WESTBROOK — Residents who live near the site where a developer is proposing to extend a massive housing development off Spring Street told the Westbrook Planning Board Tuesday night that they are concerned about traffic, the impact on schools and city services, and the appearance of the project.

“This absolutely breaks my heart,” said Peggy Quinlan, a 42-year city resident who lives on a dead-end street beside the proposed expansion.

“In my opinion this is an architectural abortion,” she said.

Cliff Plummer, a resident of Central Street, said he wouldn’t mind single-family homes, but the number of apartments planned would bring too many people to the area.

“They’re going to ruin the city of Westbrook by dumping this number of units,” he said. “It’s devastating.”

Nancy St. Clair of the St. Clair and Associates engineering firm presented the plan by developer Risbara Bros. to extend Blue Spruce Farm from the nearly 200 units currently under construction to nearly 500 units.


The second phase would consist mostly of 12-unit apartment buildings, but also would include 40 condominiums and 13 single-family homes, five of which could be built as duplexes.

Mike Ross of nearby Middle Street said people take care of homes they own, but “apartments, not so much.”

About 40 people, including several from Risbara Bros., attended the meeting, where planning board members also gave feedback about the project, much of it based on what is being built in the first phase.

Although they said they were pleased with the plan to add commercial space for a market or coffee shop in the second phase, they said they’d like to see a variety of colors on the houses and more character in the design.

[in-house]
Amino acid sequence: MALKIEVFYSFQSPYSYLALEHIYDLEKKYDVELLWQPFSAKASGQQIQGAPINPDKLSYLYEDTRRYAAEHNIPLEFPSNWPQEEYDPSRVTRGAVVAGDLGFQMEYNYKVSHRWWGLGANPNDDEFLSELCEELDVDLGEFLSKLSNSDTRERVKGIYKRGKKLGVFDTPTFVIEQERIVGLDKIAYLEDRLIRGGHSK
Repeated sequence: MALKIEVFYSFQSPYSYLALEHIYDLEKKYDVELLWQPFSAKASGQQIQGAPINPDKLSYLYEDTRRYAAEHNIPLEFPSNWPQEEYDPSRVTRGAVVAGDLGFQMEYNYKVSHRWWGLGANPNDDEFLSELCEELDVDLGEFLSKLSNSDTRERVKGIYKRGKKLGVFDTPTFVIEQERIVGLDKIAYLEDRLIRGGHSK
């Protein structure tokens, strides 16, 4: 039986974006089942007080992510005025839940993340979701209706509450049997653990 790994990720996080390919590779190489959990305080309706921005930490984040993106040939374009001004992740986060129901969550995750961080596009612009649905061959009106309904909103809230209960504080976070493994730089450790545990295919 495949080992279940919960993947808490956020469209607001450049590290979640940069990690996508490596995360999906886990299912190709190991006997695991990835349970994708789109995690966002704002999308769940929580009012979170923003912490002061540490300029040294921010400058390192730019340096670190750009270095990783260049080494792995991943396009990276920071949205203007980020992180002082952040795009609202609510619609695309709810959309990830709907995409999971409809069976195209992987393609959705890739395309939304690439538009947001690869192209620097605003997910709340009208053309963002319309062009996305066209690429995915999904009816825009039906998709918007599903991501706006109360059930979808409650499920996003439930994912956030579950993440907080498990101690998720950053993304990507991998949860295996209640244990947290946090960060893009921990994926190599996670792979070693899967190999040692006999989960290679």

“It doesn’t feel like a neighborhood to me when I drive by there,” board member Rebecca Dillon said. “It feels like buildings plunked down.”

Because the first phase is an active construction site, the landscaping hasn’t been done yet, St. Clair said, but it’s coming.


“We started Phase 1 nine months ago tomorrow,” developer Rocky Risbara said, noting how much has been done since then. “I don’t envision that that pace can continue.”

All 52 of the single-family home lots have been sold, 50 apartments are occupied and tenants have signed on to live in others that have yet to be built.

St. Clair said there are only 10 school-aged children living in the first phase of the project and 10 more who are younger. She said a study would be conducted to determine how many students would be likely to live in the second phase residences.

Meredith Tardif, a resident of Middle Street, said it’s “silly” to believe the project won’t have a major impact on the already crowded schools.

Enrollment in Westbrook schools had been declining, but started going up again in 2010, with the biggest increase at the elementary level, and that is projected to continue. In 2012, the district shuttered one of its four elementary schools to reduce operating costs during a budget shortfall and avoid making immediate repairs.

Superintendent Marc Gousse said Tuesday there was enough room for students in the remaining three schools at the time, but all three will have to use portable classrooms next year.


The district is considering adding 10 to 12 classrooms to Saccarappa Elementary School and six to Westbrook Middle School.

Gousse, who is leaving for Mount Desert Island Regional School System, said that plan was conceived with the first phase of Blue Spruce Farm in mind, but that the second phase was “not on our radar.”

Depending on the types of homes that are built, he said, the plan may need to be changed before it goes to voters.

Quinlan, who lives on the dead end, offered another suggestion at the meeting Tuesday – add an abstinence clause to the leases.

The Planning Board scheduled a site walk of the project for July 16.

“We are at the beginning of the project,” St. Clair said. “There are going to be a number of reviews.”


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